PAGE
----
SEC Investigation Triggers Pause at DeFi Protocol BarnBridge
BarnBridge, a DeFi protocol known for tokenizing risk exposure, has revealed it's under investigation by the SEC, triggering a halt on all operational activities.
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DeFi protocol BarnBridge has disclosed that it is under scrutiny from the U.S. Securities and Exchange Commission (SEC). The specifics of the investigation remain undisclosed, with elected legal counsel, Douglas Park, citing ongoing and non-public proceedings. The revelation was later confirmed by BarnBridge CEO, Tyler Ward, first on Discord and then reposted on Twitter:
“Because the SEC’s investigation is ongoing and non-public, I am limited in the information that I will share publicly.”
— BarnBridge (@Barn_Bridge) July 7, 2023
BarnBridge has been recognized for using Ethereum to tokenize risk exposure, offering new risk mitigation options to crypto users. Amid mounting legal concerns, the protocol has decided to halt all existing liquidity pools — except one on Ethereum — deployed across Ethereum, Arbitrum and Optimism, while also restricting new ones from being created. BarnBridge has $1.208 million currently locked on its only running pool.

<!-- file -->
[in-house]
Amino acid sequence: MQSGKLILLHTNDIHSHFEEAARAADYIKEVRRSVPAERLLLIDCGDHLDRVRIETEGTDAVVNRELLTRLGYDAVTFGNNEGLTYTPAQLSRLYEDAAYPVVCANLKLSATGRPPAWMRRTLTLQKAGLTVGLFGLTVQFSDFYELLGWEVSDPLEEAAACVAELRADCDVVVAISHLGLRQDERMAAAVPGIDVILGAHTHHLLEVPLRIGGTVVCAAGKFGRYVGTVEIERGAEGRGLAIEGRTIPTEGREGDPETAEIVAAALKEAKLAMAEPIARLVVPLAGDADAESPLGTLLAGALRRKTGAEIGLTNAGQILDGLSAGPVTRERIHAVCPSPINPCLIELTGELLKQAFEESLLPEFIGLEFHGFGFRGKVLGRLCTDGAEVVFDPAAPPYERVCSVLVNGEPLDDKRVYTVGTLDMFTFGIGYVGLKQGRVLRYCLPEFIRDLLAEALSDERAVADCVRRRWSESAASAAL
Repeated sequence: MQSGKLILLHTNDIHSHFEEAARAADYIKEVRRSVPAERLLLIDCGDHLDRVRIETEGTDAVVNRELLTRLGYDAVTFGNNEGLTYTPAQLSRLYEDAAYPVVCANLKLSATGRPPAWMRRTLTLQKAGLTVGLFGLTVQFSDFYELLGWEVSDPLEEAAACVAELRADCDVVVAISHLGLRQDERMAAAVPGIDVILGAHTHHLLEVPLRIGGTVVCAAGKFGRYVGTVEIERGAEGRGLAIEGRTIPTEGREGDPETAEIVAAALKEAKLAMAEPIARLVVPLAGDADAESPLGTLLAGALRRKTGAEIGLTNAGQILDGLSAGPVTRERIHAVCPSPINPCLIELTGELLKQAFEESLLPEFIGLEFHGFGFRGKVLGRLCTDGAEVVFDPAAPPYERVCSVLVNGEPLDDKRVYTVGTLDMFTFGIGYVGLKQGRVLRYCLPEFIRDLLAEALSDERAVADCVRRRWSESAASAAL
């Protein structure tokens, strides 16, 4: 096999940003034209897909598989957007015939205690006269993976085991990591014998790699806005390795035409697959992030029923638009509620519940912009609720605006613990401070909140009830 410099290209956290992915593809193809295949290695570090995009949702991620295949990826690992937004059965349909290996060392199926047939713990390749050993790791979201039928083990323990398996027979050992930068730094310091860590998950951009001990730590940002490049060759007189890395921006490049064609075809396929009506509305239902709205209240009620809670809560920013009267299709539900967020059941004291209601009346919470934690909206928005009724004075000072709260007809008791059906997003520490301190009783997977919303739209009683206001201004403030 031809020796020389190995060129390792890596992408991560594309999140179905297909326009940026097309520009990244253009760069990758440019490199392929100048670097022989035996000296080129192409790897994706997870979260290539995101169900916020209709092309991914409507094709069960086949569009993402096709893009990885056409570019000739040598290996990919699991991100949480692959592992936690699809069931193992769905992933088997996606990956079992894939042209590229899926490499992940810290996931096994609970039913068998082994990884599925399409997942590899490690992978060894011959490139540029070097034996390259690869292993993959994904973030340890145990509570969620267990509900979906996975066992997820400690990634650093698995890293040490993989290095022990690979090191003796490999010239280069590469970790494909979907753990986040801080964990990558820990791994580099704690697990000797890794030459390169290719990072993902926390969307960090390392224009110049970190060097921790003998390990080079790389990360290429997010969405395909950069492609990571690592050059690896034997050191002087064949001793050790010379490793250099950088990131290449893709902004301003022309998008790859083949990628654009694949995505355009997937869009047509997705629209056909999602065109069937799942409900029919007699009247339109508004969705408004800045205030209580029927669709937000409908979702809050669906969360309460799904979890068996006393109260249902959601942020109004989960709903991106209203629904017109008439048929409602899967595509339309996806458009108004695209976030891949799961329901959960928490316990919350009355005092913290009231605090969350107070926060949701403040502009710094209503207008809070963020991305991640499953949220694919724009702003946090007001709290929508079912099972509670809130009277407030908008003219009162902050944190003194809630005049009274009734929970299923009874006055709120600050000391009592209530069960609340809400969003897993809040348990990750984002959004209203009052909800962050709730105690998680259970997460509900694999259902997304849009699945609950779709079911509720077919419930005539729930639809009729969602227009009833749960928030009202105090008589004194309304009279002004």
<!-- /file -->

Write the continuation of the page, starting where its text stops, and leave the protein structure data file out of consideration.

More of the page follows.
Park issued a directive for all work on BarnBridge products to cease, with staff compensation also put on hold “until further notice.” Park’s advice to the BarnBridge DAO, which is steered by BOND token holders, comes following his recent election as legal counsel. The announcement of the investigation saw a nearly 10% decrease in the value of the BOND token.
BarnBridge’s lawsuit has become an emerging trend of SEC legal actions against crypto firms, especially those operating in the DeFi sector.
The SEC has been going after centralized exchanges, starting with Bittrex on April 17. The Commission stated that the exchange allegedly operating as an unregistered national securities exchange, broker, and clearing agency in the United States, while the exchange denies that it served any U.S. customers:
“Bittrex Global was willing to work productively with the SEC—as we do with all regulators—to explain our position. It has become clear that the SEC is not interested in such discussions.”
Then, exchange-giants Coinbase and Binance were under the spotlight, being sued for also failing to register as a national securities exchange, broker, and clearing agency, and commingling funds and putting investors at risk, respectively:
Coinbase has since filed to dismiss the case, stating that the SEC has failed to properly disclose the issues that the Commission has found:
“For years, Coinbase […] has begged the SEC for guidance about how it thinks the federal securities laws map onto the digital asset industry as the SEC’s actions reflected an escalating but undisclosed change in its own view of its authority.”